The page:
If your landscape took a big hit, you might be thinking about hiring a professional to do the work for you.  We have talked to a lot of landscapers and they are already lining up jobs for this fall.  Patty Banzhaf, our landscape designer, has told us that she is already booked up for months.  What does this mean for you? You may have to get in line. You can get started with our list of things you need to do first at  https://rcwnurseries.com/?p=119

Act quickly!

     Even if your just thinking about hiring a professional, make the call now.  Your name and phone number is the most valuable thing you can give any contractor. It will let them know that you are interested. What they do with your interest from that point makes or breaks a company. Just get on the list. Personally, I give a company 3 working days to call back. If they don’t call you by then, they may not be worth your time, effort or really need your money (what company can afford that).  

     From the first time you speak with a landscape company to the installation should average 2 to 3 weeks. That includes the first meeting, design time, a second meeting to go over the design, time for revisions and time for acquiring the materials. If a company is getting backed up, this could stretch into months, but the lines of communication should stay open. You never know, you might suddenly get invited to the front of the line.

Home owner, we have a problem.

     Delays may be unavoidable. Bad weather (stop laughing, it could happen) is the number one reason landscaping is delayed. A light rain shouldn’t cause much of a problem, but a month-long rain (I said stop laughing) will put a stop on all landscaping. Having workmen tramping across a soggy yard will do more damage than you can imagine. The soil will move under foot, causing ruts and compaction. Working in the rain also makes people irritable and makes them rush, neither of which is a good thing.

     The second major cause of delays is availability of plant material. Availability changes weekly for most growers. If your installation is delayed for weeks or months, that amazing specimen plant or tree your designer had their eye on, will be gone. Offer to pay for items like this up front, so you don’t lose them. If you have a plan drawn up and don’t start installation for 6 months, some plants (especially annuals) will be out of season.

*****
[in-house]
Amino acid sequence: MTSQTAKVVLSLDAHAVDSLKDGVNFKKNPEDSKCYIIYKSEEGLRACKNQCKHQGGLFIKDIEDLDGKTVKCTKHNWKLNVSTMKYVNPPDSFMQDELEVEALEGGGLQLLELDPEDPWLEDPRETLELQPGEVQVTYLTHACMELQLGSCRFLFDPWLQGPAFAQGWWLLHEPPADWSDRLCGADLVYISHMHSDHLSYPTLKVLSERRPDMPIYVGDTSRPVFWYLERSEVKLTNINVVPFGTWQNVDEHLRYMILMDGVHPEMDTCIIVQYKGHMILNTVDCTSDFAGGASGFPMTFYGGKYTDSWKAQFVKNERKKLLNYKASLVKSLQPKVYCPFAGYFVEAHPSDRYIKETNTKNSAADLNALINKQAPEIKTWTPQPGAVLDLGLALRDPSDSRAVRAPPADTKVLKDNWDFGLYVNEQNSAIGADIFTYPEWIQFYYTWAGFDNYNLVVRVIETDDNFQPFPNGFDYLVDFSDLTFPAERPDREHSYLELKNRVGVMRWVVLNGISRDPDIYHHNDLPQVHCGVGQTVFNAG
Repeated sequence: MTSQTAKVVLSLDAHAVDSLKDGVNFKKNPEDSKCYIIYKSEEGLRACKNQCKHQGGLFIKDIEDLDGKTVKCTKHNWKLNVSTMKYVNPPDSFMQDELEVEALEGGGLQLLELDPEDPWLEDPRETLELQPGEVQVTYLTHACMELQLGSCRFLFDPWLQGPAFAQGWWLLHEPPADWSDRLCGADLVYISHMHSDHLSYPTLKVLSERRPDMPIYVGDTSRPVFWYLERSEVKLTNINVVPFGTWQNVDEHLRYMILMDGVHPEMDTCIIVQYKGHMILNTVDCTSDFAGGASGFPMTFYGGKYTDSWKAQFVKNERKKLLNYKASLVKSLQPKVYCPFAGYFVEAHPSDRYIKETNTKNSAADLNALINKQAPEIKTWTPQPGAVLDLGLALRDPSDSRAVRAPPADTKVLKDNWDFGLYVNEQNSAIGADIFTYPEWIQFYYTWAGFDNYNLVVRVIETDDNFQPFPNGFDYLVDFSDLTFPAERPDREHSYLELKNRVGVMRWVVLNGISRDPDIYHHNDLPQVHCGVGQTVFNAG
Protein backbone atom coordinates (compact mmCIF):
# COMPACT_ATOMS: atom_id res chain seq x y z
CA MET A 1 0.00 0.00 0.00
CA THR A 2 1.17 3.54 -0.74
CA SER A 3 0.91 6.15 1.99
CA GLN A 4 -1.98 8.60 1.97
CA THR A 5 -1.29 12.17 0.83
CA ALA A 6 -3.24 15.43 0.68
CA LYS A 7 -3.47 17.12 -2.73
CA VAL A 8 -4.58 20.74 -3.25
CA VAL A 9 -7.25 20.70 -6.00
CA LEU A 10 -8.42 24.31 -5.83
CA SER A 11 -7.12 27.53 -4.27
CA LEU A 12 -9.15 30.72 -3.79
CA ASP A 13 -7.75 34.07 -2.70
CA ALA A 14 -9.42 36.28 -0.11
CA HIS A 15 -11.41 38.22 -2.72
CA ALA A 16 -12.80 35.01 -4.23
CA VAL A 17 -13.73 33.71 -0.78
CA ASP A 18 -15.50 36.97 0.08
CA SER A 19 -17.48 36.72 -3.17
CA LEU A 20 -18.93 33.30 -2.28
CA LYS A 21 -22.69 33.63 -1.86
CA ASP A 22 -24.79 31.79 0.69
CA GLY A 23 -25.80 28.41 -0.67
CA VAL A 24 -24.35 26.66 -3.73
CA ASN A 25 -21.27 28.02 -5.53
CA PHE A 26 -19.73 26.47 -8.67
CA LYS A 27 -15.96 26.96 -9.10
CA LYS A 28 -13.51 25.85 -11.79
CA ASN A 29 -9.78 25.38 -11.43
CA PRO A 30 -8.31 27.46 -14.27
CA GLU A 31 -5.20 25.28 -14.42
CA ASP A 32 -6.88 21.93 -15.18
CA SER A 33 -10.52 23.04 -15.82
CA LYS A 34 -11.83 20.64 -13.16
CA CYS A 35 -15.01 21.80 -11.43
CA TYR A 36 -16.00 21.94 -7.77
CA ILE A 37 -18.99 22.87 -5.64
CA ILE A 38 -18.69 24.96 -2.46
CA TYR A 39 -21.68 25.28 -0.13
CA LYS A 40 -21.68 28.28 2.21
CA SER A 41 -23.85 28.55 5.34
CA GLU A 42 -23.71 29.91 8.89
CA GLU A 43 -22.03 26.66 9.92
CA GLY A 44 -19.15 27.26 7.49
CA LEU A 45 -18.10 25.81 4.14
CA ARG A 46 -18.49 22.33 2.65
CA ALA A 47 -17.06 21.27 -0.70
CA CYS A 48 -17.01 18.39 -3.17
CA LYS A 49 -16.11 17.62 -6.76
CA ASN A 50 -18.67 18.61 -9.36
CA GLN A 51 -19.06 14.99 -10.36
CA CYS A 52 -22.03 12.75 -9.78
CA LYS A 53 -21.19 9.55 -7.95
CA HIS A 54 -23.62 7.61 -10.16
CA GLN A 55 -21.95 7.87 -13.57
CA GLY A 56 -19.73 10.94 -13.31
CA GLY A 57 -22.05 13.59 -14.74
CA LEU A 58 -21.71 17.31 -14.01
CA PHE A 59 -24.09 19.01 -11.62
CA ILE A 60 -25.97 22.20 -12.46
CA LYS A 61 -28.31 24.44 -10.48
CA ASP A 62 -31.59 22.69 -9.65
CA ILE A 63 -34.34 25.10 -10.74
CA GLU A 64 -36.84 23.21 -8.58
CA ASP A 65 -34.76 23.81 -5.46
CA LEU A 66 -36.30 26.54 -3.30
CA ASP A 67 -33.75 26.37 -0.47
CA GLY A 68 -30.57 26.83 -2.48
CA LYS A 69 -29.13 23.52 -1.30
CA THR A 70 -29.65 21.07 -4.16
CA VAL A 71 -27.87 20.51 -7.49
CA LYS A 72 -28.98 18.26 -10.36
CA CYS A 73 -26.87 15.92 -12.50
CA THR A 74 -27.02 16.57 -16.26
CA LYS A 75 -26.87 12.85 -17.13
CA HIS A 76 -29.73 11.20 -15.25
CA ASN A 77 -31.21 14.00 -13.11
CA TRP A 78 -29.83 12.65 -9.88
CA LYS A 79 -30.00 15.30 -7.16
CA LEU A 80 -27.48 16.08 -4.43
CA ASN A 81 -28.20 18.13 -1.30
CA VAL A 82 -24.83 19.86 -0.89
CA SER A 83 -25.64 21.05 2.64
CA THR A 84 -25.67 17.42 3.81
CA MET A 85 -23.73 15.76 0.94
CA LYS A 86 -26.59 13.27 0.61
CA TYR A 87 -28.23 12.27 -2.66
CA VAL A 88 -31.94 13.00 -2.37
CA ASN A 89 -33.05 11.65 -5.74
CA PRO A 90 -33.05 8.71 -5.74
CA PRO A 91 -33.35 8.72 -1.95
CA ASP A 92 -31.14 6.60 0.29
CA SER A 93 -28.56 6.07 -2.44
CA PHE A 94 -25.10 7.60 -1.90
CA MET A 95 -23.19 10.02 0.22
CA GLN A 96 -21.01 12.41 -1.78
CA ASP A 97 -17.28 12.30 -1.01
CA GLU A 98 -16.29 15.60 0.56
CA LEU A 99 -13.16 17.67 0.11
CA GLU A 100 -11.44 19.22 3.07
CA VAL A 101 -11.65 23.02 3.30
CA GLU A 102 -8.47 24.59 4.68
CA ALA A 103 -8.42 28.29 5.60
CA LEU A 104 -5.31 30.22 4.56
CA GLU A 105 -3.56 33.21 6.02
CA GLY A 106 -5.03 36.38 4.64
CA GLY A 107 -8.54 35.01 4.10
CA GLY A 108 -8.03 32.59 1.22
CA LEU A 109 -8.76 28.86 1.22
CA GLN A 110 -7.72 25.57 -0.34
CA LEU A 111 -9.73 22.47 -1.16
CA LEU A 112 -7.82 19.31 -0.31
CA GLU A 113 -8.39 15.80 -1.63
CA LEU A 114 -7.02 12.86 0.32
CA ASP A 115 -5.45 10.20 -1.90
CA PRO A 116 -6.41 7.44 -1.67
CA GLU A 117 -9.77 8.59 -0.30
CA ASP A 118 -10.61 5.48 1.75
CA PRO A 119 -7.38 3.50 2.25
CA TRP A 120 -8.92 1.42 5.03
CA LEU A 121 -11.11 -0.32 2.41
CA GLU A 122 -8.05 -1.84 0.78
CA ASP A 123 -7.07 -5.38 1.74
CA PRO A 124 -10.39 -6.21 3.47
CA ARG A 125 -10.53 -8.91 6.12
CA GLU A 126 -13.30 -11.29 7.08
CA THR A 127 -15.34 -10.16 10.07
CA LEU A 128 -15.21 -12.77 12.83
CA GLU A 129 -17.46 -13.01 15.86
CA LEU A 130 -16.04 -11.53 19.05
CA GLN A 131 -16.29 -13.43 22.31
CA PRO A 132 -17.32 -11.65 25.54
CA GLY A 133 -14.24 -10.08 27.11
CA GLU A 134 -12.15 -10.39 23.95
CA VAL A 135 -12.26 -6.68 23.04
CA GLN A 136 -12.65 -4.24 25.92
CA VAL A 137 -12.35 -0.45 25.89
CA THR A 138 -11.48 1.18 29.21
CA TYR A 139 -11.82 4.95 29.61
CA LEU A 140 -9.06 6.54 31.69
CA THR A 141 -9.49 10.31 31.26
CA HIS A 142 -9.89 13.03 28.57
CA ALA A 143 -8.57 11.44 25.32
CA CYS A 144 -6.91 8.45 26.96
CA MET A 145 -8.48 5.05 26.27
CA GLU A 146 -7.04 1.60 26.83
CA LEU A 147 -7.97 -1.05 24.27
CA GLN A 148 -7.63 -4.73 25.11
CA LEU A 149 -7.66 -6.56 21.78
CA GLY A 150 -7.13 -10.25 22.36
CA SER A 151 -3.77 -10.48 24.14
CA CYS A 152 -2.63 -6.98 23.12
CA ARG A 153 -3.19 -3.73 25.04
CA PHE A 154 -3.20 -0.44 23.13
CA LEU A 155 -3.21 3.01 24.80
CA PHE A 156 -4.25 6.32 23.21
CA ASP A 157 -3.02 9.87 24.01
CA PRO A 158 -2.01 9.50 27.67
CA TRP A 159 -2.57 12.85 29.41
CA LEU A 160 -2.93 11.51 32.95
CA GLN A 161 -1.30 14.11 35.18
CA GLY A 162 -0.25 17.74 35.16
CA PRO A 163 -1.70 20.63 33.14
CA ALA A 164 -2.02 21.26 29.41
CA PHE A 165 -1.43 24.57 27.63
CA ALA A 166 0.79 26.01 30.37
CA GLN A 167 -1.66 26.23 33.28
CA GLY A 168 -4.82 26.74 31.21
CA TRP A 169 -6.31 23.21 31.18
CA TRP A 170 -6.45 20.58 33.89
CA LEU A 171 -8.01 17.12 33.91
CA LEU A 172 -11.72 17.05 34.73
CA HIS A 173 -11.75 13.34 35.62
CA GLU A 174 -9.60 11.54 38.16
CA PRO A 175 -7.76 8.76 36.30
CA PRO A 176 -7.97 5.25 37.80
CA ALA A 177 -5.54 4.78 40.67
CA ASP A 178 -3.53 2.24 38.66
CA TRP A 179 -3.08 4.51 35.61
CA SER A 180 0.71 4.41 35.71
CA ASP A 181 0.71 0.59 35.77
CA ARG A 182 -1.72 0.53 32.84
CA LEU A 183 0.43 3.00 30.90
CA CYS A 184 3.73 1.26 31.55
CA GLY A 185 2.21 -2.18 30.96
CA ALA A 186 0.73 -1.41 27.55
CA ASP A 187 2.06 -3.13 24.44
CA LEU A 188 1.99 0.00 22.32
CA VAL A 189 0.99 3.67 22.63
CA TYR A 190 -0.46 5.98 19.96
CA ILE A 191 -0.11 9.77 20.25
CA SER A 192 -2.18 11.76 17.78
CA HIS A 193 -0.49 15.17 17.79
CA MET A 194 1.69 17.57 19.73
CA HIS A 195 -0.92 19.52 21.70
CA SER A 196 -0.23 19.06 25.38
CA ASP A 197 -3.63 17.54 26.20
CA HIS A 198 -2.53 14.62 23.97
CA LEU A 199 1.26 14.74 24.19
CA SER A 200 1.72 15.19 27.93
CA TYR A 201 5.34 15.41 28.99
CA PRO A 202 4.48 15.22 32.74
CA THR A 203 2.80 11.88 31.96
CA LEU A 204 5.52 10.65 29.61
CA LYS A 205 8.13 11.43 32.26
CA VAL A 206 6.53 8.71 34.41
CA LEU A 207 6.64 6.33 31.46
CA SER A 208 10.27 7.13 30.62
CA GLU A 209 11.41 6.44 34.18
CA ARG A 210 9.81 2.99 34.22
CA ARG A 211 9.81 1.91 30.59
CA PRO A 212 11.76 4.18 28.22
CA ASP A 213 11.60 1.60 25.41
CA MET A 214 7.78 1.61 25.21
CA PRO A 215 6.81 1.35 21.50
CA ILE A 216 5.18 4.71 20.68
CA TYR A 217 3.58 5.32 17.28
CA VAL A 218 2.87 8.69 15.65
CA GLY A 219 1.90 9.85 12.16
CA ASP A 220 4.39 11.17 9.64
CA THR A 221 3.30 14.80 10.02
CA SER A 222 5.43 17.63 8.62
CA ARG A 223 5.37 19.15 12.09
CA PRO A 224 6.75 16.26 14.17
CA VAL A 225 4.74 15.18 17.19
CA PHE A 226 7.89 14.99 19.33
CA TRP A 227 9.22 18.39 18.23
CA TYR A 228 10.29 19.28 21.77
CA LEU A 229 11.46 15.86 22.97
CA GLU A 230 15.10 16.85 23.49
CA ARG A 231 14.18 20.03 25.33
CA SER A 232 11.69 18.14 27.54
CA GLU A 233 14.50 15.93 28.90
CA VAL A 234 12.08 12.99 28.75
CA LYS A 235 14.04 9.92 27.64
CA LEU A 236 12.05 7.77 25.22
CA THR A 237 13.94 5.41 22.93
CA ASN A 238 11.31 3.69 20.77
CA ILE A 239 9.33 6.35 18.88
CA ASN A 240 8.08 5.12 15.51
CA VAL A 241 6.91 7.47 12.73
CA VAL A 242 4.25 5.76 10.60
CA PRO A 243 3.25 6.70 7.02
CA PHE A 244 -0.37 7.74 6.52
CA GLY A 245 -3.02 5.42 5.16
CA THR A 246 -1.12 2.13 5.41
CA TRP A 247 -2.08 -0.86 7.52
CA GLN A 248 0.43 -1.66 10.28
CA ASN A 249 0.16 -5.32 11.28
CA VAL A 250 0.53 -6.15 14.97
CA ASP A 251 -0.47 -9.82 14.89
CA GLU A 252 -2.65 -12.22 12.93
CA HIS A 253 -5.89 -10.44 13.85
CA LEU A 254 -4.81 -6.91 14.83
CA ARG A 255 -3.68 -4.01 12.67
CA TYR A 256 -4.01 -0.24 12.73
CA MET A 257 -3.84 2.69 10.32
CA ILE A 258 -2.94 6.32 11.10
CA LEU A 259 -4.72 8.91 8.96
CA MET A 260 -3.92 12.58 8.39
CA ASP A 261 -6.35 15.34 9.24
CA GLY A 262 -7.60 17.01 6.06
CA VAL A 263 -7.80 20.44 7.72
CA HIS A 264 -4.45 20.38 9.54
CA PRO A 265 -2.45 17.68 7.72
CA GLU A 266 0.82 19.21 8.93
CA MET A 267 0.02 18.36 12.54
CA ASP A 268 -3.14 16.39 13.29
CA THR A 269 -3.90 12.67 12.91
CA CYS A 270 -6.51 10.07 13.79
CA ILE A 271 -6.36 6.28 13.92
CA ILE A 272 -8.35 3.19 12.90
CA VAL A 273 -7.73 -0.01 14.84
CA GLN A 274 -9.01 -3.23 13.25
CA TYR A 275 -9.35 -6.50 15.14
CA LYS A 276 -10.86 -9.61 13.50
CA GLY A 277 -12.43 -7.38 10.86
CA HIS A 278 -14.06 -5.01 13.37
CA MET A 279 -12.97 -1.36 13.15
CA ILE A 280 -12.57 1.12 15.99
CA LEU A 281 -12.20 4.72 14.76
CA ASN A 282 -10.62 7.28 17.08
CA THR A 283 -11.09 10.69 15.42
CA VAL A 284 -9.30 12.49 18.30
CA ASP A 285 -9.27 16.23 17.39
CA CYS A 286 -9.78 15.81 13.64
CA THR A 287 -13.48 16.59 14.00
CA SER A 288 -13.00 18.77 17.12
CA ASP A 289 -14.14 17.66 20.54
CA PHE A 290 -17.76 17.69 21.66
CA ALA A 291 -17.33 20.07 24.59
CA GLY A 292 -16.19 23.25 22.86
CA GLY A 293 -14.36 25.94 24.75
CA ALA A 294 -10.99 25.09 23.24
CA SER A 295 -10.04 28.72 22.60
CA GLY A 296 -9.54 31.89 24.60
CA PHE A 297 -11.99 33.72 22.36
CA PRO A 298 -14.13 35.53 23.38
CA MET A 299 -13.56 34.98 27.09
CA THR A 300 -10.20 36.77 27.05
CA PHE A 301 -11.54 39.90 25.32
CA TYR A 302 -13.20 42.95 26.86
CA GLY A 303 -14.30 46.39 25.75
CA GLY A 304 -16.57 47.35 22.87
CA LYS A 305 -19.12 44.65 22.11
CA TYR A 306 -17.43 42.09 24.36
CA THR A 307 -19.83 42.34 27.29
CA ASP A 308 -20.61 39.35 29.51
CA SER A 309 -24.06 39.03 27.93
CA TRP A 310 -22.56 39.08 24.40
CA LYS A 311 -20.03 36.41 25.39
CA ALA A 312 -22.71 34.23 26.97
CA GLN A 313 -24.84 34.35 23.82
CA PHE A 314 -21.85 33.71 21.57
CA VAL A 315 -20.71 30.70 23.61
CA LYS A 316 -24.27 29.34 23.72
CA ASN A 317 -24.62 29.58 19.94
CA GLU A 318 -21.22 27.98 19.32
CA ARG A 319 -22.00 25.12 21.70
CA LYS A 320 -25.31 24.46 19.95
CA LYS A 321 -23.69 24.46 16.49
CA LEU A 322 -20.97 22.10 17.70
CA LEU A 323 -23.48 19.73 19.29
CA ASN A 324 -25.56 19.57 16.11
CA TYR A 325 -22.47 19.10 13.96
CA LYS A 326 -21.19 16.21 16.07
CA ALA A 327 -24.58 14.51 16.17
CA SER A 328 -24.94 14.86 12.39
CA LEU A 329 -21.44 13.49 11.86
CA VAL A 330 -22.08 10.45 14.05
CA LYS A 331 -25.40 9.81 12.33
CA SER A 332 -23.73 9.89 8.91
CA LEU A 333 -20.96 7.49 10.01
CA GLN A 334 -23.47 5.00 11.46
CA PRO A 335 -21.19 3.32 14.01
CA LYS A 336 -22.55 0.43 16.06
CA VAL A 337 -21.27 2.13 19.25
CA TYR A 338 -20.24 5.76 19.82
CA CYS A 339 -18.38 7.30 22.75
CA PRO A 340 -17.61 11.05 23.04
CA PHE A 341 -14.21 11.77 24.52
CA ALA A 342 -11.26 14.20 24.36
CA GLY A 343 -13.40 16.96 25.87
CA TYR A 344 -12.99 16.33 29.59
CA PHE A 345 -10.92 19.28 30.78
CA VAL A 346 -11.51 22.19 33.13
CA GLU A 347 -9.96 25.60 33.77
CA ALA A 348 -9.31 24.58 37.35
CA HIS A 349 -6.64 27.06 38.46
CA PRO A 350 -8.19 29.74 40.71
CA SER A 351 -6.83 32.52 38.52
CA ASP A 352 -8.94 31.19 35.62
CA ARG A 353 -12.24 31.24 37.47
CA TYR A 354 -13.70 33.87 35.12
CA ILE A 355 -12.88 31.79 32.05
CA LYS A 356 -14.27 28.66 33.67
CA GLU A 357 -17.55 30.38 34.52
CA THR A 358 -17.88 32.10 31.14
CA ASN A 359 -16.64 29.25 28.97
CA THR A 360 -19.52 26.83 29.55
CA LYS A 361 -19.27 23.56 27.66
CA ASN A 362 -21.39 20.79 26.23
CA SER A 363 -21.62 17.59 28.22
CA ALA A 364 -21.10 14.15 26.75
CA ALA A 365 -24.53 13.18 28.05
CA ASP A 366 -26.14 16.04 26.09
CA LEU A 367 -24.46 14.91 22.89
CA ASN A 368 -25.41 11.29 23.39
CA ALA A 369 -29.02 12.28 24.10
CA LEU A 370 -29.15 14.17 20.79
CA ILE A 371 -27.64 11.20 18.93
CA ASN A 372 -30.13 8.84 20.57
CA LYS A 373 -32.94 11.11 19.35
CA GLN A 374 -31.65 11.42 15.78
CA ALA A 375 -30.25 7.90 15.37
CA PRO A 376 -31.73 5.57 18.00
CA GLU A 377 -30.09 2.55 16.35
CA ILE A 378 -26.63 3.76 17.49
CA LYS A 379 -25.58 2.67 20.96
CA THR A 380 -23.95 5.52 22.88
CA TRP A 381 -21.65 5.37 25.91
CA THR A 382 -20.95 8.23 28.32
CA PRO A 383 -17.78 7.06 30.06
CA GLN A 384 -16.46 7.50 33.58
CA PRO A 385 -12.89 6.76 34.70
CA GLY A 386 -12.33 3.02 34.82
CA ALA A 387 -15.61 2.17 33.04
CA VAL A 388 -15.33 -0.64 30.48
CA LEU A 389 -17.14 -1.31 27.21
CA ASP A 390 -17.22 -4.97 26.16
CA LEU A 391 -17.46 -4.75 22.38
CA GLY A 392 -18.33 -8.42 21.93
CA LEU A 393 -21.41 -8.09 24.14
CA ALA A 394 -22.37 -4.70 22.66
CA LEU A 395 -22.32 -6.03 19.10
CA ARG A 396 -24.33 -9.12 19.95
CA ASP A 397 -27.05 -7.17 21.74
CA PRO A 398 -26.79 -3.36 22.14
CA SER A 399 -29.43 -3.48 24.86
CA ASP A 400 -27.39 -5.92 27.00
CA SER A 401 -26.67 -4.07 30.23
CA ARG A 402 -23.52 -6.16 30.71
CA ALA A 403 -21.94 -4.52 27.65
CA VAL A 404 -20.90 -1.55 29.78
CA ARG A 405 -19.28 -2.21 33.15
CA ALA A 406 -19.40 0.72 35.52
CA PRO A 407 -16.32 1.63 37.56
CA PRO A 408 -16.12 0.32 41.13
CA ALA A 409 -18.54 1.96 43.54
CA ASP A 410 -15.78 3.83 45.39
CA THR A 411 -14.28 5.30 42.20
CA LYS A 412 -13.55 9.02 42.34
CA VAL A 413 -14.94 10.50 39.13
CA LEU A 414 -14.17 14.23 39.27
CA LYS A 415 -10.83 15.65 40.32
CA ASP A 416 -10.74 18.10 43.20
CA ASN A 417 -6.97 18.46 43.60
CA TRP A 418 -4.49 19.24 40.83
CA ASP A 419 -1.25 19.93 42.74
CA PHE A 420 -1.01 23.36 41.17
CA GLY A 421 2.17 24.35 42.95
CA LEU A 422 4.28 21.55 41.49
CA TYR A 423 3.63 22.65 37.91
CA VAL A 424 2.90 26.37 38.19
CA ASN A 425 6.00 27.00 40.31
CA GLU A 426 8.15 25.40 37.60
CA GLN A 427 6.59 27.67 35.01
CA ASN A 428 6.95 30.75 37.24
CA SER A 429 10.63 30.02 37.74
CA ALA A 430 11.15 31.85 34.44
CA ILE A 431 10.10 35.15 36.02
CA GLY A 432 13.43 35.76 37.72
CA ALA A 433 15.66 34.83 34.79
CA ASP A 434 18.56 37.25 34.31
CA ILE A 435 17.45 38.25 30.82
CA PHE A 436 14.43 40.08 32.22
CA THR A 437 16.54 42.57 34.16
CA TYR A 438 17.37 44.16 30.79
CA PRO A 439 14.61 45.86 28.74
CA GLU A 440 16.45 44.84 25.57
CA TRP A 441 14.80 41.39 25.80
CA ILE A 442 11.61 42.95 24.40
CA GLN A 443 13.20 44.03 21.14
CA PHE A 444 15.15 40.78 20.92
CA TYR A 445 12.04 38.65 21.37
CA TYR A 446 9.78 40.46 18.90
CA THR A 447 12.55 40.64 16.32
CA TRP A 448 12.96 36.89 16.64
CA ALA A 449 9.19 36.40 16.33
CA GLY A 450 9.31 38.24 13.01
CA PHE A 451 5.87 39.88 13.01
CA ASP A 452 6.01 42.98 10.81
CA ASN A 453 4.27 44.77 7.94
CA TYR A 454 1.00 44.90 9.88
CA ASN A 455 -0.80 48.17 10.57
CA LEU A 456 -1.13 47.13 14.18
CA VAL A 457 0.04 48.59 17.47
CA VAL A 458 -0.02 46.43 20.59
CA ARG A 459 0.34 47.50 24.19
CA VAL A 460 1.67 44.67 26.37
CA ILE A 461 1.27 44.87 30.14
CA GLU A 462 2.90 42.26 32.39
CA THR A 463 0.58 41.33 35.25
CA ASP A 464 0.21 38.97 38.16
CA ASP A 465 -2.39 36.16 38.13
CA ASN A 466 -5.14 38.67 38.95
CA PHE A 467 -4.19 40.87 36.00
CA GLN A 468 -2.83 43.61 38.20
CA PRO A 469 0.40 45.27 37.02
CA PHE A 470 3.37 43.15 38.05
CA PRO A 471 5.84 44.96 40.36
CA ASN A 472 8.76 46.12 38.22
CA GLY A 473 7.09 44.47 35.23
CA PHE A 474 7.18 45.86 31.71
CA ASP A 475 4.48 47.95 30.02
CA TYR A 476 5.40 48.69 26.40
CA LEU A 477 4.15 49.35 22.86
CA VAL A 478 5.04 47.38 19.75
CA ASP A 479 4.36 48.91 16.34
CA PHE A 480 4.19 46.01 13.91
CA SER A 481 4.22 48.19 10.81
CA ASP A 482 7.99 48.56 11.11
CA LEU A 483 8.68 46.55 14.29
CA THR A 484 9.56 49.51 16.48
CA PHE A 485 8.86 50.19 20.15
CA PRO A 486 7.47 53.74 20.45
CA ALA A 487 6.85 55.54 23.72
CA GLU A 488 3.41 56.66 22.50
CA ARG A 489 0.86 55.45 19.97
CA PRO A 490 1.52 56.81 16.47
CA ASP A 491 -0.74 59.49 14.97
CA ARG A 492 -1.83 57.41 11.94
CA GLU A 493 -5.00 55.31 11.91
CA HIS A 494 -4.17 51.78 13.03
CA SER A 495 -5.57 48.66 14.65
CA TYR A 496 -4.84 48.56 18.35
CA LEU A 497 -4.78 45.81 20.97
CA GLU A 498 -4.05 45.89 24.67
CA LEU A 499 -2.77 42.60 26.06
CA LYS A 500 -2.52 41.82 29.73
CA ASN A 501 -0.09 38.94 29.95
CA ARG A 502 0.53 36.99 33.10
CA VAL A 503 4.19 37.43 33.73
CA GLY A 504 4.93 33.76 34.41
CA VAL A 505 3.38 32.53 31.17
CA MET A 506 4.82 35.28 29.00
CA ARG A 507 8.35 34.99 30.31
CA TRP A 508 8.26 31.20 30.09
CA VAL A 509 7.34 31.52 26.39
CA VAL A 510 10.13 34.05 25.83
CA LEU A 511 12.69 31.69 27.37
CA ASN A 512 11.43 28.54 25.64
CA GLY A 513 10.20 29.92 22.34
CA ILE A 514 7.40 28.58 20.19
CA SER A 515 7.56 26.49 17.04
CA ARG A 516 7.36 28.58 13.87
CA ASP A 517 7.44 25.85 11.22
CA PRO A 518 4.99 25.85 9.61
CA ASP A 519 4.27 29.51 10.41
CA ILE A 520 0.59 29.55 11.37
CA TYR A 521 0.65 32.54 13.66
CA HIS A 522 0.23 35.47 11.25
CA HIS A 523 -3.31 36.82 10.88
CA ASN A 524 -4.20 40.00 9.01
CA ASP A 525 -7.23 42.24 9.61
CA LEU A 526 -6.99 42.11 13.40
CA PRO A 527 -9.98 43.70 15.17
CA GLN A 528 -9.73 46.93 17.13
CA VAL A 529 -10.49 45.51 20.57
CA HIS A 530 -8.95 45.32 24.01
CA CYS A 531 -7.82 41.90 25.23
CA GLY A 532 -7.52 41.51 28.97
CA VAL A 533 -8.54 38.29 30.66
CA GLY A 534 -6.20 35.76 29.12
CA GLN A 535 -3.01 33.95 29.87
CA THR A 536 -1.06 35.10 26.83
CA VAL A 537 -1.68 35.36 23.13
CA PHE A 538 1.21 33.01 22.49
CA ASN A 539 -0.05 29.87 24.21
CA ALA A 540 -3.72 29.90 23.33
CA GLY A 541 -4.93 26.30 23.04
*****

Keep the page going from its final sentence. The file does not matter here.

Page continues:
The third cause of delays is a lack of coordination. If you are doing home repairs, landscaping or irrigation work, do them in the right order. Have the work done on the house 1st. Painters, foundation companies or a roofer won’t care what happens to your plants. Trust us on this one, we have seen some tragic results. You also don’t want the irrigator digging up your new plantings. Make sure that your landscaper and irrigation company are on speaking terms. Better yet, do they have a long-standing working relationship? Will the landscaper call the irrigator on time to prevent delays. Is the landscaper going to share a copy of the plans or do you need another copy for irrigator? Will your irrigator let  the landscaper know that the system is in, flagged and ready to go? When the plants are in, who calls the irrigator back to tweak the system?

Oh, I got an idea!

     Coming out of a customer’s mouth, this phrase can send chills right through a contractor. Changes to plans can take from just a few minutes, hours, days…or even (gulp) weeks to carry out. Changes cost money and time. Here is a worst case scenario. One company, I worked for, had a customer who repeatedly changed the $130,000.00 original plan. One change, in the pool coping, added $7000.00 to the bill. The total for just the changes to that job, were over $120,000.00 and took months. Most of that time was waiting for the customer to approve the cost of their own changes. Doing some research and putting your ideas and dreams on paper make the process easier.

       Our best advice is to make some calls soon. Interview several, you will be working with them, you should be comfortable with them. Keep the process moving forward with communication and unless you have more money and time then you really need, make sure you’re happy with the plan from the beginning.